Furthermore, the present invention includes a system for performing a process of determining relationships among objects represented in a database. The system includes a processor operable to execute computer program instructions and a memory operable to store computer program instructions executable by the processor. The instructions stored in the memory perform steps including defining at least one interior rectangle that lies entirely within the first geometry. A minimum bounding rectangle for the first geometry is defined. A minimum bounding rectangle for a second geometry is defined. The minimum bounding rectangle for the first geometry is compared with the minimum bounding rectangle for the second geometry to determine if the second geometry fulfills a primary filter condition comprising an interaction of the first geometry and the second geometry. If the second geometry fulfills the primary filter condition it is determined whether the second geometry fulfills an intermediate filter condition including an interaction of the first geometry and the second geometry by analyzing the distribution of the second geometry with respect to the at least one interior rectangle within the first geometry. It is determined whether the second geometry fulfills the secondary filter condition by comparing the second geometry with the first geometry if the second geometry fulfills the primary filter condition but is not confirmed as fulfilling the secondary filter condition based upon the distribution of the second geometry with respect to the at least one interior rectangle.
Still other objects and advantages of the present invention will become readily apparent by those skilled in the art from a review of the following detailed description. The detailed description shows and describes preferred embodiments of the invention, simply by way of illustration of the best mode contemplated of carrying out the present invention. As will be realized, the invention is capable of other and different embodiments and its several details are capable of modifications in various obvious respects, without departing from the invention. Accordingly, the drawings and description are illustrative in nature and not restrictive.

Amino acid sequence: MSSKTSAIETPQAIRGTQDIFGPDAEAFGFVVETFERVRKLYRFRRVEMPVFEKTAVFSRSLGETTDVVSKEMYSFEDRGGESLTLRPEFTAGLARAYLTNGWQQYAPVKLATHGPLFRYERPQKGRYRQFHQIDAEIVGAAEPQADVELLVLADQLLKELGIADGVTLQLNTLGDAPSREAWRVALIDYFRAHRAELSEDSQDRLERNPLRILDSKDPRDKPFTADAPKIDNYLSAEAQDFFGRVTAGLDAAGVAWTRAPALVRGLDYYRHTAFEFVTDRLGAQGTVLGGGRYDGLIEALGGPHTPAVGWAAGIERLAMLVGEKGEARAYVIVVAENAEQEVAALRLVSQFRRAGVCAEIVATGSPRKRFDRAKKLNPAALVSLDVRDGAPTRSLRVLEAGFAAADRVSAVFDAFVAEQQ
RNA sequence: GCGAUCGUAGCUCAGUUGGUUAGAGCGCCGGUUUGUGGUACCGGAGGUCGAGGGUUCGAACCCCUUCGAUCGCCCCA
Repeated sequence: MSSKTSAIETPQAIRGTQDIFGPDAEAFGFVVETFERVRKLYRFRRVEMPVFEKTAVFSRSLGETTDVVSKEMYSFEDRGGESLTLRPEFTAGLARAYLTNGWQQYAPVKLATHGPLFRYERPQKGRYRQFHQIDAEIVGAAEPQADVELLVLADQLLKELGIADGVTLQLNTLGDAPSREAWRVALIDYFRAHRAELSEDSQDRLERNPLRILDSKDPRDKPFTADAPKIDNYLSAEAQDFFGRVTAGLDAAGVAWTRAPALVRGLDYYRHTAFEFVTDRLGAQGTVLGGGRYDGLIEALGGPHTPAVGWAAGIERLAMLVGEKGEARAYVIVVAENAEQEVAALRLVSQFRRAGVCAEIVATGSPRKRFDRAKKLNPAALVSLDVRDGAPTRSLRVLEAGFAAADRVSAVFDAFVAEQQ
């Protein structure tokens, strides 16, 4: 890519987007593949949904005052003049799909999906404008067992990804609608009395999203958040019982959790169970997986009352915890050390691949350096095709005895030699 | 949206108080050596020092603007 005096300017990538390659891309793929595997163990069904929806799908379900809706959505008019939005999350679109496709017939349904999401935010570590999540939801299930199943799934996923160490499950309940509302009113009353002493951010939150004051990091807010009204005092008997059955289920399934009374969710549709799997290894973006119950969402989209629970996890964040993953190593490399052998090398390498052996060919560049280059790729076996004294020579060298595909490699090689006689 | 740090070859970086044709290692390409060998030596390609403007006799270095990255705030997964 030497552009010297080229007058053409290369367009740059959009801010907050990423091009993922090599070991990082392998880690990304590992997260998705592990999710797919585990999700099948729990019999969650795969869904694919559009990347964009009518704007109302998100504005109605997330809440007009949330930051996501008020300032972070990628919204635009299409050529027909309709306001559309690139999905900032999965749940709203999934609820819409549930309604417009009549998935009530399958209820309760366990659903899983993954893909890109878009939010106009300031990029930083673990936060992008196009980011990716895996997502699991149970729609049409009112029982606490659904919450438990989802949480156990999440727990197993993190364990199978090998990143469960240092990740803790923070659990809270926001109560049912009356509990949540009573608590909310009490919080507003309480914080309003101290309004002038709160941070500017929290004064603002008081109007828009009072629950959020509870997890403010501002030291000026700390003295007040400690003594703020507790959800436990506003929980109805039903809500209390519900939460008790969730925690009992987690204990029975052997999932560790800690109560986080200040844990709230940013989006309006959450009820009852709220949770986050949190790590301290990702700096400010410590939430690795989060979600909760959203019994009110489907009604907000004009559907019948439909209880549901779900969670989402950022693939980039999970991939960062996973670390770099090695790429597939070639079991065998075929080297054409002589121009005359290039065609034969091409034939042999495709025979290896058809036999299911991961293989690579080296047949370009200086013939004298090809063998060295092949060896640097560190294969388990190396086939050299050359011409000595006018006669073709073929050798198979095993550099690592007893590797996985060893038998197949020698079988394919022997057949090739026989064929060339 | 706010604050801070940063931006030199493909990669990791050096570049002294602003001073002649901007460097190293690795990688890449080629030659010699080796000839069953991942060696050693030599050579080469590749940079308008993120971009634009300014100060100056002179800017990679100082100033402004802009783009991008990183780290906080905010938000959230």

Objects and advantages of the present invention will be more clearly understood when considered in conjunction with the accompanying drawings, in which:
A spatial or geographic database can include data concerning locations of features in space or on a surface. Spatial data can include geometric data that includes simple primitive elements such as lines, curves, polygons (with and without holes), and compound elements that are made up of a combination of the primitive elements. For example, a geographical database can include data concerning the location of various objects in a region. Along these lines, a geographic database can include mathematical representations of counties, cities, homes, apartment buildings, parks, businesses, subway stations, and other features. The location information could be in the form of latitude and longitude data or other data that defines position.
Once a database including this information is created it is typically desired to access and utilize the information. One way that the information in the databases is utilized involves determining the relative positions of particular location. Along these lines, a person might want to find certain types of businesses in a zip code region. At times, it may be desirable to generally determine whether objects in a database have overlapping locations and, if so, the extent of the overlap.
Analyses such as those described above of data in spatial and/or geographic databases can present a number of problems. To determine relationships among data in a database can overtax memory and computing power, take an unacceptable period of time or cost an unacceptable amount of money. This is especially true with data in geographic databases.
For example, one problem concerning trying to determine whether objects have overlapping locations can involve actually comparing the outlines of the objects to see if any interactions exist. However, carrying out a point-by-point comparison of two geometries typically requires quite a long time, in some cases, on the order of minutes and, in extreme cases, hours.